The Blood Oxygen Level Dependent (BOLD) image contrast provides an important mechanism for tissue characterization with Magnetic Resonance Imaging. Among the neuro-functional of applications of BOLD fMRI are fundamental assessments of the processing of motor, visual, auditory, and sensory tasks by the brain, the evaluation of various diseases including neurological disorders, the pre-surgical determination of brain function, and the evaluation of psychiatric diseases. The BOLD effect is also a dominant mechanism for imaging at an ultra-high magnetic field strength and for cardiac imaging.
Currently, the majority of neuro-functional applications use BOLD fMRI in a qualitative fashion and employ statistical analysis to extract the signal changes present in fMRI data. This task is difficult because of the highly spatially and temporally correlated nature of fMRI data and because of the small levels of the signal changes (1-4%).
For a complete understanding of the BOLD effect and its relation to neuronal activation, one must not only understand where signal changes occur but also the physiologic and physical mechanisms causing the signal change. A number of studies have addressed these issues, however many details regarding these physical and physiologic mechanism remain open questions.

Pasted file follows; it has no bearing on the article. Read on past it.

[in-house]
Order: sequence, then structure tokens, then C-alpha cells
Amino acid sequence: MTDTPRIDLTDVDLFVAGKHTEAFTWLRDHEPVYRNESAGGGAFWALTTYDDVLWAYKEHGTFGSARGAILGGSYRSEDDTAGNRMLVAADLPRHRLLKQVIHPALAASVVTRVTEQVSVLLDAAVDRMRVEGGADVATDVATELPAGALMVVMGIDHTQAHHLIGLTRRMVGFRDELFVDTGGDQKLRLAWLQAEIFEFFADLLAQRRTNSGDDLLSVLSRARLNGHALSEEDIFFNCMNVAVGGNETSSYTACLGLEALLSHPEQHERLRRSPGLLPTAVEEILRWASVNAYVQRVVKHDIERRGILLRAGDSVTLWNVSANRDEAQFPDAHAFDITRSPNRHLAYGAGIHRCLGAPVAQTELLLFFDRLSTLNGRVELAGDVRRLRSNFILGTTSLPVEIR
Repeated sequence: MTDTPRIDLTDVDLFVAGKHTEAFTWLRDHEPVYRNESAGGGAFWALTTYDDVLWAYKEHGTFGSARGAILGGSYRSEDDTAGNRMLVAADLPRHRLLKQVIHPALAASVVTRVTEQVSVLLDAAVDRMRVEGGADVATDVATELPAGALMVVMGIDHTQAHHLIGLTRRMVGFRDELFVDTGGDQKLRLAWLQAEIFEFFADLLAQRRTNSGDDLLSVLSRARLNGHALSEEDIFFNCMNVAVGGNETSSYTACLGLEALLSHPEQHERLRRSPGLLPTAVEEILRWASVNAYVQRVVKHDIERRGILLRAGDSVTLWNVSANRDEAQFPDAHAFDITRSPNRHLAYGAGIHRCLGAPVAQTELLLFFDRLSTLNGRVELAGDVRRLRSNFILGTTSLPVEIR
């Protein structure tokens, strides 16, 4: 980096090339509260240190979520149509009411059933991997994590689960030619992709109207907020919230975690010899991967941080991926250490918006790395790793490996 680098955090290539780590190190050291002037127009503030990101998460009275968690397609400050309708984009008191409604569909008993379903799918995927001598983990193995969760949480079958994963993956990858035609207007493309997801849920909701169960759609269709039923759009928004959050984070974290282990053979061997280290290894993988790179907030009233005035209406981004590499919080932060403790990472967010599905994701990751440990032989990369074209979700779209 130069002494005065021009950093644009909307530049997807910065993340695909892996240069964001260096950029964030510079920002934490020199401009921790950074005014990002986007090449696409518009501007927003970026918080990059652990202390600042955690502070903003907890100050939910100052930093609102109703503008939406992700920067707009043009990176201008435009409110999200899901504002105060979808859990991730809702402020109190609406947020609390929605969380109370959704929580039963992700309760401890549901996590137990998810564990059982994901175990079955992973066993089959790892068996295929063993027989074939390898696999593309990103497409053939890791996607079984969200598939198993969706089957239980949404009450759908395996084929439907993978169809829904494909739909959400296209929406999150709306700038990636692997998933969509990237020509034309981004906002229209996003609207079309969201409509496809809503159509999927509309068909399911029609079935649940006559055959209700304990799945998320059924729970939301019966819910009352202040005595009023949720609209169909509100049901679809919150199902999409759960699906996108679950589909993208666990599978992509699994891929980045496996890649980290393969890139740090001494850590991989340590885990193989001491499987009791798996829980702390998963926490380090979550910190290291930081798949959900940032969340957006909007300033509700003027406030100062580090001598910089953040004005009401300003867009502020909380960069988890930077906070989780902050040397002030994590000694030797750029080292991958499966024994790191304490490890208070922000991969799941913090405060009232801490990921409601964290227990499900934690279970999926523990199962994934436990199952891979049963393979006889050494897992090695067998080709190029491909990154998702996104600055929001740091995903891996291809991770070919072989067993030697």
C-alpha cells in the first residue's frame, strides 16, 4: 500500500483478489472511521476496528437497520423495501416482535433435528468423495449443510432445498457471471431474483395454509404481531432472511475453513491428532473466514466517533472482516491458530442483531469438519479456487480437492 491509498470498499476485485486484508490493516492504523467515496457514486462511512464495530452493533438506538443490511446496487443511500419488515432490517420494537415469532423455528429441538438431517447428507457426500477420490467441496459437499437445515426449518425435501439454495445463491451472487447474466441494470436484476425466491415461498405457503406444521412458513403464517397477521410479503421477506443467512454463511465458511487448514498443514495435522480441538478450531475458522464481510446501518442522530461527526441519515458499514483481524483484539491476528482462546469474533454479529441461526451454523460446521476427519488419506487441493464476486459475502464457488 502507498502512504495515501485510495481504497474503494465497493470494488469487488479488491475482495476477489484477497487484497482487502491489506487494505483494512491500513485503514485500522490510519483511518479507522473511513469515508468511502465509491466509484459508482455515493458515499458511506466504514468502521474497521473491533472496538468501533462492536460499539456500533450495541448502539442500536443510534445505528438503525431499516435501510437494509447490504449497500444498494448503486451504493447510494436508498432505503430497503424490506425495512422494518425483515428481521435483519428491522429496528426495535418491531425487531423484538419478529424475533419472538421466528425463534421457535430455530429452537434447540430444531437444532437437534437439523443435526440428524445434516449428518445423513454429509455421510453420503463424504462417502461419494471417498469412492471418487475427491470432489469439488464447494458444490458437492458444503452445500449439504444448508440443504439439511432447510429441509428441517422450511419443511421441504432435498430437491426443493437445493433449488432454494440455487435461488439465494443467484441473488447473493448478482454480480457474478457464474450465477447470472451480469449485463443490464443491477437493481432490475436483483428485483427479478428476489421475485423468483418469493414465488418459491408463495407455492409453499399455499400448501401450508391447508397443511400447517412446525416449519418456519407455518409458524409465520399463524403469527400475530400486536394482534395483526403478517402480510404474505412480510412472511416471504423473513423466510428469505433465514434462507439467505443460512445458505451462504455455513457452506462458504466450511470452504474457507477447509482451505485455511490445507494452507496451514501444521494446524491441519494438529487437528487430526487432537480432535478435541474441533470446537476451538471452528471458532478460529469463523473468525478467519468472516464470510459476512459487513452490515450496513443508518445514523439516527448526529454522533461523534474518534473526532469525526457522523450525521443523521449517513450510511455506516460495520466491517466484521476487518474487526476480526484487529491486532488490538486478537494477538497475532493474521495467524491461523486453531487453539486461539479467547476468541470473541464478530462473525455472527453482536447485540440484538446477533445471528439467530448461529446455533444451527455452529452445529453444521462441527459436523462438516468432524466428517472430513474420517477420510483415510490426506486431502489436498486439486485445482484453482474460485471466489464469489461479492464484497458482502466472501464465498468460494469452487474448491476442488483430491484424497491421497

The physical modeling of fMRI data involves the description of MRI signal changes due to the diffusion of tissue water molecules in the locally variable magnetic fields produced by paramagnetic deoxyhemoglobin. These spatially variable magnetic fields, on a 10-100 m scale, can be described mathematically; this knowledge can be used to estimate the signal from water proton diffusion in different tissue compartments (intra-, extra-vascular) and in different geometries (of the vascular and micro-vascular network), as well as the amount and distribution of deoxyhemoglobin. Physiological models are needed to explain the altered amount of deoxyhemoglobin during neuronal activation and its dependence on blood oxygenation, cerebral metabolic rate, oxygen extraction fraction, cerebral blood volume, and cerebral blood flow. It needs to account for the interconnectedness of these different factors under normal or pathologically altered physiologic conditions. Using this knowledge, the statistical modeling of BOLD fMRI signal changes can be improved by better descriptions of the spatial and temporal correlations present in such data, and the prior extent of activation for different tasks. This will, in turn, lead to a more accurate understanding of the physiologic and physical mechanisms causing the signal change.
This workshop will bring together researchers from the statistical, imaging, and modeling communities; it seeks to integrate their knowledge to enhance the medical and basic biomedical sciences communities' understanding of the physiologic and physical mechanisms causing BOLD fMRI signal changes.
|Thursday, March 18|
|9:00-9:15am||Welcome and introduction by Avner Friedman and Petra Schmalbrock|
|4:30-5:30pm||Short Talks and Poster Presentations|
|6:00-9:00pm||Dinner at the Holiday Inn|
|Friday, March 19|
|Saturday, March 20|
|11:30-12:00noon||Summary: Petra Schmalbrock and Tom Santner|